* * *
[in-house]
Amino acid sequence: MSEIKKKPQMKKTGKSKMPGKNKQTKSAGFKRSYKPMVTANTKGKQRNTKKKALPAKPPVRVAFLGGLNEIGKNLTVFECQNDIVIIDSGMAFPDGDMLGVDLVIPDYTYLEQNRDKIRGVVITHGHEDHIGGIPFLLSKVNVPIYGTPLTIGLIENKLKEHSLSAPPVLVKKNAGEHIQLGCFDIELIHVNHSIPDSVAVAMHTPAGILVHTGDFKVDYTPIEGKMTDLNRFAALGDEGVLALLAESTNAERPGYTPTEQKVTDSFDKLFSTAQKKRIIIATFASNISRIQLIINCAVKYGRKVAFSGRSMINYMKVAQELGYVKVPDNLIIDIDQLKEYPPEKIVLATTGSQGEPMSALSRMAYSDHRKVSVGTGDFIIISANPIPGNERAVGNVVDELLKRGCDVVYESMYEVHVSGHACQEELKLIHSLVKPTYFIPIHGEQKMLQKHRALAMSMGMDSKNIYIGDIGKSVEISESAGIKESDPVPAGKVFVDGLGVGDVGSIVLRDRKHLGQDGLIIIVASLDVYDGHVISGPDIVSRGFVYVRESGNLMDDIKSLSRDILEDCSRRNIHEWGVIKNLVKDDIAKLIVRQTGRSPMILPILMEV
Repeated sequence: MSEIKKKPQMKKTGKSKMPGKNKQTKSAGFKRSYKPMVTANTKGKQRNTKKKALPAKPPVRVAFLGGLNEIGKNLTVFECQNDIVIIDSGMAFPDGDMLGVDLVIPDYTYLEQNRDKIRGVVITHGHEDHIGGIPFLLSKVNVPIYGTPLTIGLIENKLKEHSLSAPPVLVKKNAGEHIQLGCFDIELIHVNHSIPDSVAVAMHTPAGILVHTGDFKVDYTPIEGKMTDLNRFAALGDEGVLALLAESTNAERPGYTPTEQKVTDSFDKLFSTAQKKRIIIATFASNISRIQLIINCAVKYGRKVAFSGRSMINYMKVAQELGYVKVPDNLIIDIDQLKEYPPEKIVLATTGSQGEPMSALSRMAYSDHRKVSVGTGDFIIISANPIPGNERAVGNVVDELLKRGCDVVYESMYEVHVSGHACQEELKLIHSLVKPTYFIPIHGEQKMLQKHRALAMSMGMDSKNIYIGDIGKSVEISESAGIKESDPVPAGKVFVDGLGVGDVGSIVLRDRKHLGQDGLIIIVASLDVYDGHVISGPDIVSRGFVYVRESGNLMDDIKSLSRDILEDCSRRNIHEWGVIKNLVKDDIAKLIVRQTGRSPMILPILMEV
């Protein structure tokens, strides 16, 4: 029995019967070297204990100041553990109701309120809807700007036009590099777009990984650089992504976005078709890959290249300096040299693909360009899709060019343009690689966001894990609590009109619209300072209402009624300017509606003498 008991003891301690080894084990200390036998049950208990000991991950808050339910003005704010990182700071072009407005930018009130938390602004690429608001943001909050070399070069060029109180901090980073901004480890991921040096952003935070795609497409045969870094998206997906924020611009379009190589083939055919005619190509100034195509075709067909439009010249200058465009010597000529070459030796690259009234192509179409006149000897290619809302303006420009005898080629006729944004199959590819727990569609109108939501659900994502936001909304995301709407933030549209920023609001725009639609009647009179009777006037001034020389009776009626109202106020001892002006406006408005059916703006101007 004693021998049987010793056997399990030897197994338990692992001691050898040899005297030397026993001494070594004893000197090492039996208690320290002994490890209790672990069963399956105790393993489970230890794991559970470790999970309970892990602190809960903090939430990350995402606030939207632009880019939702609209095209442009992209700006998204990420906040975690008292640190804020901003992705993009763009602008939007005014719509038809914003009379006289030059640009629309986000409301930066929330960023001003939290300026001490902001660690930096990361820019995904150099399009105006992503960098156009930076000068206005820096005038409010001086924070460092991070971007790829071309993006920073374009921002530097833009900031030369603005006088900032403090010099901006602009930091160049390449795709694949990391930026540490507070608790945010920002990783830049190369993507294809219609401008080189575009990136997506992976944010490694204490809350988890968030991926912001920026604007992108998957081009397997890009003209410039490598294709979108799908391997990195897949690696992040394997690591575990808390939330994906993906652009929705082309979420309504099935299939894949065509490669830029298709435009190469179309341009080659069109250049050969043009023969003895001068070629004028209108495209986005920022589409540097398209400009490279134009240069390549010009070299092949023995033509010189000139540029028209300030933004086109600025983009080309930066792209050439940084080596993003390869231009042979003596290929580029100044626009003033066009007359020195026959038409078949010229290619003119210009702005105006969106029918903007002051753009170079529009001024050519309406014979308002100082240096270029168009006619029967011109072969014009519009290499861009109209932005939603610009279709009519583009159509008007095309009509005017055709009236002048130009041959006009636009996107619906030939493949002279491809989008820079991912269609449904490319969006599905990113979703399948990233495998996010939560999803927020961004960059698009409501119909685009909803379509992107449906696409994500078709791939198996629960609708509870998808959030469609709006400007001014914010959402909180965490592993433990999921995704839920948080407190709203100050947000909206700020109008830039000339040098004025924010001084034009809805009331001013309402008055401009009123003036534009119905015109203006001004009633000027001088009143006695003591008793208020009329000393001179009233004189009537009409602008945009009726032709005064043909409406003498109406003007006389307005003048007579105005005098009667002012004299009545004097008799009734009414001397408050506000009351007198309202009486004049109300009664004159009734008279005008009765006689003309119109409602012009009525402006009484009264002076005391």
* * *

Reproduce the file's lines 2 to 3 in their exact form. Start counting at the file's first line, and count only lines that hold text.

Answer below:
Amino acid sequence: MSEIKKKPQMKKTGKSKMPGKNKQTKSAGFKRSYKPMVTANTKGKQRNTKKKALPAKPPVRVAFLGGLNEIGKNLTVFECQNDIVIIDSGMAFPDGDMLGVDLVIPDYTYLEQNRDKIRGVVITHGHEDHIGGIPFLLSKVNVPIYGTPLTIGLIENKLKEHSLSAPPVLVKKNAGEHIQLGCFDIELIHVNHSIPDSVAVAMHTPAGILVHTGDFKVDYTPIEGKMTDLNRFAALGDEGVLALLAESTNAERPGYTPTEQKVTDSFDKLFSTAQKKRIIIATFASNISRIQLIINCAVKYGRKVAFSGRSMINYMKVAQELGYVKVPDNLIIDIDQLKEYPPEKIVLATTGSQGEPMSALSRMAYSDHRKVSVGTGDFIIISANPIPGNERAVGNVVDELLKRGCDVVYESMYEVHVSGHACQEELKLIHSLVKPTYFIPIHGEQKMLQKHRALAMSMGMDSKNIYIGDIGKSVEISESAGIKESDPVPAGKVFVDGLGVGDVGSIVLRDRKHLGQDGLIIIVASLDVYDGHVISGPDIVSRGFVYVRESGNLMDDIKSLSRDILEDCSRRNIHEWGVIKNLVKDDIAKLIVRQTGRSPMILPILMEV
Repeated sequence: MSEIKKKPQMKKTGKSKMPGKNKQTKSAGFKRSYKPMVTANTKGKQRNTKKKALPAKPPVRVAFLGGLNEIGKNLTVFECQNDIVIIDSGMAFPDGDMLGVDLVIPDYTYLEQNRDKIRGVVITHGHEDHIGGIPFLLSKVNVPIYGTPLTIGLIENKLKEHSLSAPPVLVKKNAGEHIQLGCFDIELIHVNHSIPDSVAVAMHTPAGILVHTGDFKVDYTPIEGKMTDLNRFAALGDEGVLALLAESTNAERPGYTPTEQKVTDSFDKLFSTAQKKRIIIATFASNISRIQLIINCAVKYGRKVAFSGRSMINYMKVAQELGYVKVPDNLIIDIDQLKEYPPEKIVLATTGSQGEPMSALSRMAYSDHRKVSVGTGDFIIISANPIPGNERAVGNVVDELLKRGCDVVYESMYEVHVSGHACQEELKLIHSLVKPTYFIPIHGEQKMLQKHRALAMSMGMDSKNIYIGDIGKSVEISESAGIKESDPVPAGKVFVDGLGVGDVGSIVLRDRKHLGQDGLIIIVASLDVYDGHVISGPDIVSRGFVYVRESGNLMDDIKSLSRDILEDCSRRNIHEWGVIKNLVKDDIAKLIVRQTGRSPMILPILMEV